In June 2019, an executive editor for Sterling Publishing called to ask if I’d take on a book project of 366 themed 70-word prompts, one a day for a year, with the title of Journal Therapy for Calming Anxiety. One year later, in June 2020, when America and the world were spiking new death tolls in the second wave of the COVID-19 pandemic, the book was released.
Anxiety is a pandemic within a pandemic. There’s no end to its sources—COVID, food insecurity, unemployment, political unrest, racial injustice, climate disasters—even before our individual private lives are considered. In this (hopefully!) once-in-a-lifetime collective crisis, anxiety is far down the list of priorities to treat, if treatment could even be found. Telemental health counselors have wait lists, substance abuse counselors are working double shifts, support hotlines are giving off busy signals.
But writing is a tool that can help us manage anxiety through creating mindfulness practices, challenging the scary stories we tell ourselves, signaling us for early intervention, and redirecting neural circuitry toward healing, growth and change.
As early as age six, I remember having a low-grade fearfulness of the future that could not be abated with reason or logic. It continued through puberty and adolescence as a deep body shame and fear of social consequences, then into young adulthood as a sense of never quite measuring up.
This insecurity followed me into my early adulthood and contributed to two failed marriages. In my 30s “the day finally came,” as Anais Nin wrote, “when the risk to stay tight in a bud was greater than the risk it took to blossom.” I found my life’s passion and purpose – journal writing for personal growth, creative expression and life management. Through that lens, I could see my lifelong ennui for what it was: low-grade anxiety—made suddenly much more manageable as I connected with that which filled me with curiosity and aliveness.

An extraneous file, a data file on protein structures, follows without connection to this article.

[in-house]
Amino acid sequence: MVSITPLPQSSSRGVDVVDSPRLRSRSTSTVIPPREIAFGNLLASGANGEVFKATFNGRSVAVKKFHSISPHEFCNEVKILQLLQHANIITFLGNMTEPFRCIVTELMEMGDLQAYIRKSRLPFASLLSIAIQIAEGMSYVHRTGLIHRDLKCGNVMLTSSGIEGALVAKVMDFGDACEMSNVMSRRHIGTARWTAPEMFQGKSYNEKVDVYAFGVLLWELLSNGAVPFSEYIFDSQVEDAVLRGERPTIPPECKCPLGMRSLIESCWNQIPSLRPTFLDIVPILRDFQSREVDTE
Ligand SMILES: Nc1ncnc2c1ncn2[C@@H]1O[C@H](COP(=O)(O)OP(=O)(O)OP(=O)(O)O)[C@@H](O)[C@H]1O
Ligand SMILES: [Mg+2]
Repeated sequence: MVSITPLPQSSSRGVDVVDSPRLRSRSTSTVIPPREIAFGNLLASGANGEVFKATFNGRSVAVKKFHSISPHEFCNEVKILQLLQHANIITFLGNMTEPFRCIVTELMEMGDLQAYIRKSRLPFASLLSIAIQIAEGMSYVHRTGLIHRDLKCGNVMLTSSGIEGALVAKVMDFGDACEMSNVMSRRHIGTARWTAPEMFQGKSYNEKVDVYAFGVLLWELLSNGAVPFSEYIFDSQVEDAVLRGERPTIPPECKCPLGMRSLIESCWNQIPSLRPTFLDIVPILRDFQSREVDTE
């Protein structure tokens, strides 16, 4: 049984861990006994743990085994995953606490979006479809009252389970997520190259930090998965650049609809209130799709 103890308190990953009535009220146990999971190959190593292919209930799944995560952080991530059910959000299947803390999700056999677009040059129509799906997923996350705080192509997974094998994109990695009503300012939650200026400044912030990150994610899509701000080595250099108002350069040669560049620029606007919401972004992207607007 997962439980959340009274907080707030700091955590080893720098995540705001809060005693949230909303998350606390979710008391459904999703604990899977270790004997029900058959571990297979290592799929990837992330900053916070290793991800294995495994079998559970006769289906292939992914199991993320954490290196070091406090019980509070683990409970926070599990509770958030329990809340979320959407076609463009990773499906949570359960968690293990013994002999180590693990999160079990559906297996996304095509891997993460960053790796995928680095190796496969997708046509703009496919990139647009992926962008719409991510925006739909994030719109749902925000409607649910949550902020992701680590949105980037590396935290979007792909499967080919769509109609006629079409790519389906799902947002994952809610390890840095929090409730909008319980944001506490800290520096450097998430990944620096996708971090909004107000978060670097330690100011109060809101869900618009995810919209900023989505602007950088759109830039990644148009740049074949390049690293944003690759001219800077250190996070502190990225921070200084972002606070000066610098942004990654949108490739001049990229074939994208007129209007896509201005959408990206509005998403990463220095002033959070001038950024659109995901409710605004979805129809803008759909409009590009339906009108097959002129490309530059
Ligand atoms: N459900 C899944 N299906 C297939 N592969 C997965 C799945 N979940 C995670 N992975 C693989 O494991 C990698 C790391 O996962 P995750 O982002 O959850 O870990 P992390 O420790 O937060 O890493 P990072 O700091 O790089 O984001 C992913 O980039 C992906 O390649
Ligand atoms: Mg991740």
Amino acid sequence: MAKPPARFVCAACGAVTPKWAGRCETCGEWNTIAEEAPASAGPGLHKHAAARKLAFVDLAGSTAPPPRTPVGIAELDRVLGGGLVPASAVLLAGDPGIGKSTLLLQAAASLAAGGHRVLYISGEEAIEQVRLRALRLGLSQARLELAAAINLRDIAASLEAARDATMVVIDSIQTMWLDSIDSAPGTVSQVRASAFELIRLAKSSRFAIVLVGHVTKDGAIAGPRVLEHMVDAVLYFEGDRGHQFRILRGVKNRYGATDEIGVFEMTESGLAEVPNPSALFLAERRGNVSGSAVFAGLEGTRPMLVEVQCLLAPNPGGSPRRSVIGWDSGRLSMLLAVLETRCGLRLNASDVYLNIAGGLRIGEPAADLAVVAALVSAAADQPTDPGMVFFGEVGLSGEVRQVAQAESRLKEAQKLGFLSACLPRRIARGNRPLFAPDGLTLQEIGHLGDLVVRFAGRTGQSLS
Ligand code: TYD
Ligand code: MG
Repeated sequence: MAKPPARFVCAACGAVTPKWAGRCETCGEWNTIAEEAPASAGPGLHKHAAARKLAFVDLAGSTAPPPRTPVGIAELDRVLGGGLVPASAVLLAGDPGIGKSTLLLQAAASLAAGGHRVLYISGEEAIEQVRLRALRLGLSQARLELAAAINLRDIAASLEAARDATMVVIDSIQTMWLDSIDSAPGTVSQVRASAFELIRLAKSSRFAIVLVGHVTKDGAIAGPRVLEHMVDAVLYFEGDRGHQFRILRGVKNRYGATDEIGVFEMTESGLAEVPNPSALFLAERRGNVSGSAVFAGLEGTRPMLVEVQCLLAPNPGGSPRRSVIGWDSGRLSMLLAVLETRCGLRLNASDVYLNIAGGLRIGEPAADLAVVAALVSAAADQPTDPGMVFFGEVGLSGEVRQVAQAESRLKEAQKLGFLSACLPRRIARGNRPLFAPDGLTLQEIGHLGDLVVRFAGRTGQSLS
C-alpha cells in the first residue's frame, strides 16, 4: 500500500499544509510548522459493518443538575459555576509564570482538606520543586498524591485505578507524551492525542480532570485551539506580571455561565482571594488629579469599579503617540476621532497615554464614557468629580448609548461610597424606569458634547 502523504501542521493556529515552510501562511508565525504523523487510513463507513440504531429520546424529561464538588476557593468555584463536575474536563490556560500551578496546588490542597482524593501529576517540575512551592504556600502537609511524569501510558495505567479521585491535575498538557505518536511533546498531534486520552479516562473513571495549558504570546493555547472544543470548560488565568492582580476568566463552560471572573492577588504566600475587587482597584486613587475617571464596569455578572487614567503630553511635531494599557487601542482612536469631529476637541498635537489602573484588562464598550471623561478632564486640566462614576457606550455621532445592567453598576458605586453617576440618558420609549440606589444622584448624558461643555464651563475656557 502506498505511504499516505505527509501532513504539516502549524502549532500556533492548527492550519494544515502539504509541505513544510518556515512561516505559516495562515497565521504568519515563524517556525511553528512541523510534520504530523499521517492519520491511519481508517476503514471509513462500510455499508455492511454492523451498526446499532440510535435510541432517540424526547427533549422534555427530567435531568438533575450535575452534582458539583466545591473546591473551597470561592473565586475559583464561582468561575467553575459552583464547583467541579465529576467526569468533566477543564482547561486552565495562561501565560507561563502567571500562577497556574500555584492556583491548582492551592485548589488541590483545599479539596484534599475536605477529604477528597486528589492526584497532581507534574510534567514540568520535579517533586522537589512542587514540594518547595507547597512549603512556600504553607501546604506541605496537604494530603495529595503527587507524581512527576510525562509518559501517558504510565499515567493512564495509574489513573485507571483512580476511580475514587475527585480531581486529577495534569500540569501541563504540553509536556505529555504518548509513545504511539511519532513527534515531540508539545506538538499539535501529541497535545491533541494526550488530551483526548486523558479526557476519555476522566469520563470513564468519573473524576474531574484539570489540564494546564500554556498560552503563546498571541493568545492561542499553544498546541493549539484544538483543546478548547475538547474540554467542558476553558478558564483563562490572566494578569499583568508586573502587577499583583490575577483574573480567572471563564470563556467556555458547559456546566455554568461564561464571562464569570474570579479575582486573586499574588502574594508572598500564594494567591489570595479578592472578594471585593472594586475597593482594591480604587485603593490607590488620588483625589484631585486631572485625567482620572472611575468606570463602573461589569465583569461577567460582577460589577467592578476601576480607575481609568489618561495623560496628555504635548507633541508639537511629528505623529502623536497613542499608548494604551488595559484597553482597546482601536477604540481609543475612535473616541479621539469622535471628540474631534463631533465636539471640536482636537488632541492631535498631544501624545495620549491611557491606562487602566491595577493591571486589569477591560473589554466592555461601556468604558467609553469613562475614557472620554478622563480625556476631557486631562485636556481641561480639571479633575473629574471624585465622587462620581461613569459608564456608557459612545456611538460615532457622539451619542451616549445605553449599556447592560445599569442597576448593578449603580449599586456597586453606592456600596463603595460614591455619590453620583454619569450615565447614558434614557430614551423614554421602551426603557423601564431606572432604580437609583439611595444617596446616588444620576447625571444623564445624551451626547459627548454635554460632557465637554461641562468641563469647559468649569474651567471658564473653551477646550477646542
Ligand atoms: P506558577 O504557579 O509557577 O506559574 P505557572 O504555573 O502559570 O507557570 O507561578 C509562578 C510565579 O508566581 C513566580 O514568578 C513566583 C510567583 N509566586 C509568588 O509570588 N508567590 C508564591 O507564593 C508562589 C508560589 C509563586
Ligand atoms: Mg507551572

That’s the lens through which I structured this year-long book of prompts. I read hundreds of fascinating studies and extracted nuggets to develop writes. I scribbled reams of post-it notes about the way journal writing works to increase awareness, decrease escalation and shift into resources. I surveyed nearly 200 people who self-identified as anxious and asked them for their best strategies, tips and techniques for self-calm.
I think with every book I write, I learn something new about myself. With Journal Therapy for Calming Anxiety I learned that for decades I’ve been minimizing my own anxiety. I downplayed its relevance and thus was not tuned into its messages.
Turning anxiety into an ally has been one of the most profound experiences of this pandemic for me. And it’s one that I’m now delighted to share with my friends and colleagues at NAMW!
We’ll talk about:
- Why writing helps calm anxiety
- Respecting, listening to and creating relationship with anxiety
- How simple structures can bring huge shifts
- The power of setting intentions
- How to discover your own customized mindfulness strategies
Kathleen Adams LPC, PTR is a licensed psychotherapist and registered poetry/journal therapist. She is the founder/director of the Center for Journal Therapy, Inc., its online professional training program, the Therapeutic Writing Institute, and its online personal growth school, Journalversity. Kay is the author or editor of 13 books, including the best-selling Journal to the Self and the textbook Expressive Writing: Foundations of Practice. In 2021 she will resume seeing private clients and offering professional consultations in journal therapy, using the Zoom platform. Kay and her fiancé, Ken, live quietly and play chess fiercely in the western suburbs of Denver, Colorado.